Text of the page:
Most people don’t really pay attention to the calories on food packaging. But what if your favorite snacks were labeled “workout brands,” would that affect our eating habits? How long exactly do you need to exercise to burn off a certain snack? Nutritionist Hella Van Laer and running coach John Rooms explain.
There are several guidelines that indicate how many calories we can consume per day to maintain or achieve a healthy weight. It also seems simple: a calorie is a measure of energy, and if you eat more energy than you use, you will gain weight. But numerous studies show that the calorie label on the packaging has little meaning for many consumers, and that few actually count their calories per day, unless they are on a diet.
In the search for an effective way to make consumers aware of their food choices and stop the obesity epidemic, both American and British researchers came up with the idea of sticking exercise labels on the packaging. Think of high-calorie foods in the form of walks, and the consequences become hard to ignore.
Unconscious eating behavior
An idea that food researcher Hella Van Laer is in favor of. “People often have a certain eating behavior unconsciously. By confronting them with the facts, they make more informed choices. By linking foods to how long you have to exercise to burn them off, you can create a more conscious attitude. When you see that frozen pizza will take you hours of exercise, you already know there can be more nutritious choices out there.”
Sticking training labels on unhealthy food can therefore raise awareness, says Van Laer. Six out of ten Europeans are overweight, the World Trade Organization (WHO) warned last year. “The time has come for more drastic measures.”
Exercise should not be an excuse to stuff yourself with junk food before or after
The world upside down
However, she also has reservations about the method. “It’s good to realize that you have to walk for 22 minutes or walk for 42 minutes to burn off a Snickers, but of course it’s not meant to be deliberately compensated for unhealthy eating through exercise. It’s the world upside down. Exercise should not be an excuse to stuff yourself with junk food before or after. These labels can also be harmful to people with eating disorders.”
Furthermore, one calorie is not the other, says Van Laer. “Calories from an avocado have a different effect on our body than those from, for example, a Twix. After you eat the last one, you will experience a sugar spike. Your body produces insulin that affects your fat burning. You will also consume almost no nutrients.”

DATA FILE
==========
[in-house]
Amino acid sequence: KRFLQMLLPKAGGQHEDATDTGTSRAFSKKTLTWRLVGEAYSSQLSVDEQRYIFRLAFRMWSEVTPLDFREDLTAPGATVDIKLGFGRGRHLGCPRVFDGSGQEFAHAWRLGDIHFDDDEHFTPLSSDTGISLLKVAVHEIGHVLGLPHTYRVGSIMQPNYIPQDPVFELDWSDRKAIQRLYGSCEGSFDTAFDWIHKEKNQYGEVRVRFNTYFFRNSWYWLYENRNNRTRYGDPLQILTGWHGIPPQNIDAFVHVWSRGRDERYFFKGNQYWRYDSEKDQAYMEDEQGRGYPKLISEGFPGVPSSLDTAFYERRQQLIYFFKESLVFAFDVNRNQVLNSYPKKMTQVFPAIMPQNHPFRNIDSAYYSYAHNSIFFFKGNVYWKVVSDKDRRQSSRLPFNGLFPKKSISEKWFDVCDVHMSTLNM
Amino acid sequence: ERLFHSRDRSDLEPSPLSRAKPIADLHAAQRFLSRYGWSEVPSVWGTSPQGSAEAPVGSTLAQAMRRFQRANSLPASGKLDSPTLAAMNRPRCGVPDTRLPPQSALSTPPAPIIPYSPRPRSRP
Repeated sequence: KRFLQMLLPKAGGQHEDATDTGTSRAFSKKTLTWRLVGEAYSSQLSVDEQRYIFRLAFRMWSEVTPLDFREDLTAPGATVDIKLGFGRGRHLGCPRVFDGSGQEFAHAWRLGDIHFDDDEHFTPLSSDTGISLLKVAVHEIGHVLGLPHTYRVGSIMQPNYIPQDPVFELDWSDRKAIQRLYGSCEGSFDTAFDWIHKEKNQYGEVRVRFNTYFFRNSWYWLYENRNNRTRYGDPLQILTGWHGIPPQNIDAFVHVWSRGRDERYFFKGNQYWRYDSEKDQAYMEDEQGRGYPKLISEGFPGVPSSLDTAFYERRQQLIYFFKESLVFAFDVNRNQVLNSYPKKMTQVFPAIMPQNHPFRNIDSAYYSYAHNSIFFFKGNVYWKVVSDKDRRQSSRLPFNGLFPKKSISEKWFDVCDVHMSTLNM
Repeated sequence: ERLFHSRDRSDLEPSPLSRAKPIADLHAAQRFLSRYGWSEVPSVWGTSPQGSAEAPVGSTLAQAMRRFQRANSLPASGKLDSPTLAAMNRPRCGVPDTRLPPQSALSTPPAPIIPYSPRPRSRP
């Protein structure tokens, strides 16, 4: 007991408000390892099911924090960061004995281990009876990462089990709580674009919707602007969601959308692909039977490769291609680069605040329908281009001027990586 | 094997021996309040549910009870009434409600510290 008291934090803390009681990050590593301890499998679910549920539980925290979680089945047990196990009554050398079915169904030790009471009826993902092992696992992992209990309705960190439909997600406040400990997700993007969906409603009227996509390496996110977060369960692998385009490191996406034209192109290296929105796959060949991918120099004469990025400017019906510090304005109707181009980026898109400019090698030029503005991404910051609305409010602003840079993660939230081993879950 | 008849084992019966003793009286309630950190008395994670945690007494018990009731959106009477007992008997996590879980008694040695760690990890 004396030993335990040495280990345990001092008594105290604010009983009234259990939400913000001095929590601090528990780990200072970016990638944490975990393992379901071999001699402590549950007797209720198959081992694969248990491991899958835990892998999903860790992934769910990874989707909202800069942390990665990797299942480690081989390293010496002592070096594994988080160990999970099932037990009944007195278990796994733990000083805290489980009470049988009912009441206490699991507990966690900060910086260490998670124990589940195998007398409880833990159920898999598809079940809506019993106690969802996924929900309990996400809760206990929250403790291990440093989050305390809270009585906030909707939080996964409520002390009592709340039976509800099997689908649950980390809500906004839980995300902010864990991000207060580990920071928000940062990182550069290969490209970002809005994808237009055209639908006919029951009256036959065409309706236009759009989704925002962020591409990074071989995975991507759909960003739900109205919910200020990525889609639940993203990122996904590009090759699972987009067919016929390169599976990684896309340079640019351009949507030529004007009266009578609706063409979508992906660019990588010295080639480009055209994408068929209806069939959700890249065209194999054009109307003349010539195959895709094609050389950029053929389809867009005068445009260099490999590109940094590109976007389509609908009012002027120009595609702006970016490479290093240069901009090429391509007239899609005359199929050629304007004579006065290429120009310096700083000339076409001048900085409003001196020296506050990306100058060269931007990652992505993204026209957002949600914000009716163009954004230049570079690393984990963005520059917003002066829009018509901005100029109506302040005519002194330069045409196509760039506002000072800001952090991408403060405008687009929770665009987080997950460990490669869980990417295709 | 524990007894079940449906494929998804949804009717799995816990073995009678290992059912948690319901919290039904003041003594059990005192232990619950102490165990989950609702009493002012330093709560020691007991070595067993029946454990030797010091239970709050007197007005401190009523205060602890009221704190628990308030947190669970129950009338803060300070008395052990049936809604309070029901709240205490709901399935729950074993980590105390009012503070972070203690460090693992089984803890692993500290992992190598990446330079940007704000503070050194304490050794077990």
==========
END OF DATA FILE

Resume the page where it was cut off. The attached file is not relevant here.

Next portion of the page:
An avocado, which provides the same number of calories, will not have these negative effects, according to Van Laer. “And that ensures that you get a lot of nutrients. In addition, you will experience a feeling of satiety, while a Twix will only make you even hungrier. So you have to look critically at the whole calorie story.”
You need to slow down to take in enough oxygen and to keep the combustion going
Age and weight also determine
Running coach John Rooms also points out that it is not so easy to put training marks on food. “Many factors – from age, weight to hormones – play a role in how much you actually have to go to burn certain foods. For example, fat burning releases about twice as much energy per gram as carbohydrate burning.”
So it seems more efficient to burn fat when you walk, especially if you want to lose weight. “But it takes more oxygen to burn it, which means you have to go slower to absorb enough oxygen to keep the burn going,” says Rooms. “On average, you can say that a person weighing 80 kg, who walks for 30 minutes at a pace of 6 km/h, burns about 200 kcal.”
It would be a mess if all these parameters got a place on the motion label. But averages that express high-calorie foods in the form of physical activity have the potential to change behavior, the experts say.
Snacks expressed in kilometers
• Donut (55 g): 200 kcal = 2 km run
• Twix (50 g): 248 kcal = 2.5 km run
• French fries (100 g): 262 kcal = 2.6 km run
• Sandwich: (2 white sandwiches) 380 kcal = 3.8 km run
• Bag of chips (100 g): 530 kcal = 5.3 km run
• Big Mac: 557 kcal = 5.5 km run
• Kebab sandwich (300 g): 654 kcal = 6.5 km run
• Bag of acid mats (200 g): 738 kcal = 7.4 km run
• Oliebollen (5 pcs): 805 kcal = 8 km run
• Pizza margherita (350 g): 812 kcal = 8.1 km run
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